by Sierra Frost
When I met Adam Dishart, I was 19 years old and he looked a lot like Robert Smith. At the time, Adam was playing in Bay Area band, The Chatholic Comb, living in Concord, and more specifically, freaking out on the balcony while a hand-full of young adults danced emphatically to the Cranberries in his living room. For the next year, that was the extent of my knowledge about Adam, who would in time come to be one of my closest friends. I caught bits of his story here and there. His band fell apart. His girlfriend broke up with him.
After his life collapsed, Adam moved to a studio in a conspicuously haunted Tender Loin apartment complex. It was there that he and I got too drunk one night and stayed up until forever arguing and proselytizing about music, songwriting, love, which of us was going to run down for more whiskey… stuff like that. We played each other our musical works in progress, tore each other’s stuff apart, helped the other to put it all back together, usually a good bit better than had been before.
Then we did it again one time after I broke up with my boyfriend, who had introduced me to Adam, and a few times more with a couple of other kids. Eventually, we’d come to refer to these nights as “Workshop” and would schedule them on a semi-regular basis, depending on if we’d been doing good writing on our own or the extent to which either of us had been experiencing existential discomfort. We’d meet reluctantly at the Edinburgh Castle, saying that we couldn’t stay out late— we were broke and had to work in the morning—only to end up staying up all night playing songs, marveling at our dissatisfaction and aloneness together.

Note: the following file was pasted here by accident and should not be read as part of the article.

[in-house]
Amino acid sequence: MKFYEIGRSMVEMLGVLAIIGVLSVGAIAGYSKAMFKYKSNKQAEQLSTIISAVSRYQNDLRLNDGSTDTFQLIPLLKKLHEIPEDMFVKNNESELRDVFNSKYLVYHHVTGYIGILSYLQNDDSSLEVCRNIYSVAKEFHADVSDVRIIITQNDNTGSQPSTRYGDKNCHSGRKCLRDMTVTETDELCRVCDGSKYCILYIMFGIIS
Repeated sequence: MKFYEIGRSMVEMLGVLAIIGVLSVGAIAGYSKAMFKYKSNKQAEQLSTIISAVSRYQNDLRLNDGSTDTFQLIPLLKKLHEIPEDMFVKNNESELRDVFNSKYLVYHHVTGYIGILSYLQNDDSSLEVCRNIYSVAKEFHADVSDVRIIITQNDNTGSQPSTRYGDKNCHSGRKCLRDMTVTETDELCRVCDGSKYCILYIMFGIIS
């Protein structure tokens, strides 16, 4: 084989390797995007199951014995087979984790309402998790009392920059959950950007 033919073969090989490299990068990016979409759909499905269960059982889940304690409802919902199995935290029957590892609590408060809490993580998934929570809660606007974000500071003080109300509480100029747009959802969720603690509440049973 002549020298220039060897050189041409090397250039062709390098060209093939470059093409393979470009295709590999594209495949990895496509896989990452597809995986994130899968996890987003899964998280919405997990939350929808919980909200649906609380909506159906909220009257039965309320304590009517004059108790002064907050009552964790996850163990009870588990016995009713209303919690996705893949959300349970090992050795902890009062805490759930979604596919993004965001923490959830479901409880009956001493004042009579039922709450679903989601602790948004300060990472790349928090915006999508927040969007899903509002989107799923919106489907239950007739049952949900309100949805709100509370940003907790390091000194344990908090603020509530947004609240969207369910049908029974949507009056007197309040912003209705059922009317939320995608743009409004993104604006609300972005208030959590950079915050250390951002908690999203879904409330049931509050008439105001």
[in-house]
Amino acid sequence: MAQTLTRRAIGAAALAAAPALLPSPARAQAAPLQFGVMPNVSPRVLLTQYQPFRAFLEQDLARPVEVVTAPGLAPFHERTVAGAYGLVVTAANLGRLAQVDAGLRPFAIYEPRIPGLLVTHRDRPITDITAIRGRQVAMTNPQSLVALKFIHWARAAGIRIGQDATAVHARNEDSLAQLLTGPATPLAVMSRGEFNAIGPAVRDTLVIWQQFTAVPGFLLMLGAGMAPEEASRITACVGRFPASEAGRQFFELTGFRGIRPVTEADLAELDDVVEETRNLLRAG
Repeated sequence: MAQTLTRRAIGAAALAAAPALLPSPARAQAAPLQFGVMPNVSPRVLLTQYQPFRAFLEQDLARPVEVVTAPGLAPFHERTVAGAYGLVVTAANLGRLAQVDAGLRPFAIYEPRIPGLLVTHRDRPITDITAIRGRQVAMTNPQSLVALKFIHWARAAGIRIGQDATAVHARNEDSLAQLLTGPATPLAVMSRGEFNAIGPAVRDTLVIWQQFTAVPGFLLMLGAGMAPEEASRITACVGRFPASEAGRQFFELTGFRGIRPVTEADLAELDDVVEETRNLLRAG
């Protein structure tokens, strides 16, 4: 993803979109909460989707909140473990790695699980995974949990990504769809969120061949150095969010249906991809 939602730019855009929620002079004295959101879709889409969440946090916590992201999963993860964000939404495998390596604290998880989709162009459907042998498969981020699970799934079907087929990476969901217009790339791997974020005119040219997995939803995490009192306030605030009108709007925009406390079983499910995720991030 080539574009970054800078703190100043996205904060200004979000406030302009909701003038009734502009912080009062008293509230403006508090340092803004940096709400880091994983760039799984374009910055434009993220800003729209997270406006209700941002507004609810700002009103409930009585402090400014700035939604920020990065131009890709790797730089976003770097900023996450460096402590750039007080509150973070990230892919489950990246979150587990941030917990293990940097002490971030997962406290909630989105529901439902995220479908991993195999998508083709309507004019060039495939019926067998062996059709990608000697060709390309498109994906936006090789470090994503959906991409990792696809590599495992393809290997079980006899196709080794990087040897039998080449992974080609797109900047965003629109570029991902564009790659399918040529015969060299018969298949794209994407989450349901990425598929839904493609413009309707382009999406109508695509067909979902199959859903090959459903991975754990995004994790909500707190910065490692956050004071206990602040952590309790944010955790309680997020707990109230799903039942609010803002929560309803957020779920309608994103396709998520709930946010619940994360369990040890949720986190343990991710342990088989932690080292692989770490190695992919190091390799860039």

During these Workshop nights, Adam challenged me as a friend and an artist, to be vulnerable and say the embarrassing things floating around in the back of my head. Adam has set an example for me over the past years. Since we’ve been friends, Adam has parted with his Robert Smith ‘do (no pun intended!) in favor of his, uh, normal hair and begun recording and performing on his own under the name Books on Tape. Adam has built something alone, based solely on belief in himself and the need to create. And you know what? His new stuff is awesome.
In April, Adam released the Memory / Carnival Lights 7”, which basically destroys anything else he had done to date. And while I’m pretty incompetent when it comes to describing music, here goes my best shot (sorry, Adam!) These two songs boast piercing lyrics, infectious instrumental hooks and soaring choruses to which any listener can’t help but bring their own sweet feelings of loss and hope. No homo, but these songs are important to me.
Here’s the weaksauce: Adam Dishart is moving to Seattle in about a month. If you know what’s good for you, you’ll go check out what may be Books on Tape’s last San Francisco show for a while at Bottom of the Hill on July 23rd.